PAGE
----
I’ve written so many stories about homes where designers have mixed their high-end custom pieces with lamps, chairs and other furnishings from Ballard Designs. It seems to be their go-to for finishing off a room. My sister’s designer, Rebecca Penno, ordered gorgeous shelving for her home office recently, so I got to see Ballard’s work up close and personal—which has been hard up until now, because it’s largely a web-based retailer.
That’s why I was so excited to see that Ballard just opened a brick-and-mortar shop at Tysons Corner today. It’s one of only two recent openings under a new concept, where retail offerings run the perimeter of the store while a “Make it Your Own” studio lies in the middle, where you can customize furnishings with their fabric selections (or you can bring in your own), and work with designers on hand to make sure everything will fit in your space.
“It’s bringing the customer into the entire process,” said Mollie Kitchens, head of PR and marketing for Ballard, which is based in Atlanta. The Tysons store joins one in King of Prussia, PA, near Philadelphia, she added, because DC is one of Ballard’s top-performing markets.
“I really feel like the DC customer is bold and metropolitan and open to embrace different colors, textures, and patterns,” said Aly Brooks, Ballard’s head buyer. “Other markets are more conservative.”
Here, she said, Ballard customers don’t mind mixing velvet and acrylic and brass, for example, as they have displayed here front and center:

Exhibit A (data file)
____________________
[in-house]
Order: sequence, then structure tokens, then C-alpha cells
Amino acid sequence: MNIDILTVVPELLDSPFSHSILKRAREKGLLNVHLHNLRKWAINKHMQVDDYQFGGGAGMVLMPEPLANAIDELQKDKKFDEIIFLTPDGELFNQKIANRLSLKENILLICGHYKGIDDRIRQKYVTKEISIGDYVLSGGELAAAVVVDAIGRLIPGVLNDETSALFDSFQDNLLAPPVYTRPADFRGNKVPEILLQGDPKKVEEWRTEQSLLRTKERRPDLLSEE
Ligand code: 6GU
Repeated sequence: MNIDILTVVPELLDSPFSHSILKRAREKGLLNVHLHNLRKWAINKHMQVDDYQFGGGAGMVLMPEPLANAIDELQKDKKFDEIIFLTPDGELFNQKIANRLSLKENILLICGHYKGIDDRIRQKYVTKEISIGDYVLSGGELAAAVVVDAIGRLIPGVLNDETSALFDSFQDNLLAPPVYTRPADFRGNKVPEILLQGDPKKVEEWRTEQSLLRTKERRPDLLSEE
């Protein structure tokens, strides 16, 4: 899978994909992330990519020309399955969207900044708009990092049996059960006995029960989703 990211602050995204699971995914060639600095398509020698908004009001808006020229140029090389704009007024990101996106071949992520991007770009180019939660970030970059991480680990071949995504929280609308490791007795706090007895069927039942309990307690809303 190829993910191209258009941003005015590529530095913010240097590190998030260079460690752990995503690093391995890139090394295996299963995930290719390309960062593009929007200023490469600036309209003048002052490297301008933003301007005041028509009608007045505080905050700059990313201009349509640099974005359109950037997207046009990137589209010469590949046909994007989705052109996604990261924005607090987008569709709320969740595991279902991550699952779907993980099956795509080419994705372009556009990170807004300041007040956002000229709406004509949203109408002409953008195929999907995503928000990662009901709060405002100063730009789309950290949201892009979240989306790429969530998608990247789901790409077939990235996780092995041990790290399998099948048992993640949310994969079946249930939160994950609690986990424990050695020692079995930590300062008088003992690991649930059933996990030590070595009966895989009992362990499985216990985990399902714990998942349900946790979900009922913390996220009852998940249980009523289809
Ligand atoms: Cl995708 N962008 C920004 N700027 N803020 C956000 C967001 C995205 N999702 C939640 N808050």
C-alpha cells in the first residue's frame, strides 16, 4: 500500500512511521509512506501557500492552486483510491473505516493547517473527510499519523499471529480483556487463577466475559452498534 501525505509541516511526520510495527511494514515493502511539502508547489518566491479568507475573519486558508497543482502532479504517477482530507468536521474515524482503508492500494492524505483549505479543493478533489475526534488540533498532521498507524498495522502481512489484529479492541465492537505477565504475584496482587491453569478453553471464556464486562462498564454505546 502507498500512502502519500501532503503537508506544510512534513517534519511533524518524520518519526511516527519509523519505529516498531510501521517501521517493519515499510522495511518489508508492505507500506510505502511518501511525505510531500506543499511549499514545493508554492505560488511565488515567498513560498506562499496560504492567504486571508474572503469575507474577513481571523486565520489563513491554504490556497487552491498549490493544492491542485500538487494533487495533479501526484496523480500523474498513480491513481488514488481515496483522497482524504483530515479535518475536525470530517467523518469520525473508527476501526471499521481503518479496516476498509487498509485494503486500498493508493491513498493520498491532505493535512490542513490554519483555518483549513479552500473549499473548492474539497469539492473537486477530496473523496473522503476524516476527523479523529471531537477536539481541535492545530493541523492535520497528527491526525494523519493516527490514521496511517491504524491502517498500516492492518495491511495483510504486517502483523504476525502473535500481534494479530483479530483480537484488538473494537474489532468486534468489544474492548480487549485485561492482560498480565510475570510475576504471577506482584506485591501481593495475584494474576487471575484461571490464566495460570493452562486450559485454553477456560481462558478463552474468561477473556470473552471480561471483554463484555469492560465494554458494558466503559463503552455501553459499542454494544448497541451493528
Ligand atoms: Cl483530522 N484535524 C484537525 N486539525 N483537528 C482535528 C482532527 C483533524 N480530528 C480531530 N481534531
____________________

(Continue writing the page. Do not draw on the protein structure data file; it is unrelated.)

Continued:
Ballard starts with a traditional mindset, which is appropriate for this market, Brooks explained, but the fun lies in layering in more contemporary features. Here’s what they’ve got on hand:
The vignettes in the store match almost exactly what you can see in the catalogs, so the store allows you to come sit in its pages, Kitchens explained.
There’s also two large, vertical video screens on hand that allow you to upload photos of your own room, so that you can get a sense of how a Ballard sofa, for instance, or rug, will look in that room.
There’s also accessories galore to fill it in:
The new model, which essentially places a design studio within a retail shop, seems to be a spreading trend. Restoration Hardware is due to open a new store here under that concept this fall. Basically, instead of telling the clerk you want to order this particular couch in one of its four basic colors, there are many more options:
And you can take samples home with you:
I like the idea that they have design assistants there to make sure whatever you order will be in scale with your room—and will fit through the door—but I still prefer the idea of hiring an independent designer to guide you in the right direction overall, no matter which store or vendor might be offering that lamp or this armchair. I don’t like the idea of a store designer selling you on just items from that one showroom for your whole house.
Nonetheless, Ballard has shown its chops to many designers who use them as a source for solid design profiles, and getting extra help on measurements and ideas is certainly much better than going it on your own.
And because DC is one of its biggest markets, it certainly helps to have a physical presence where you can sit in that chair before you buy it.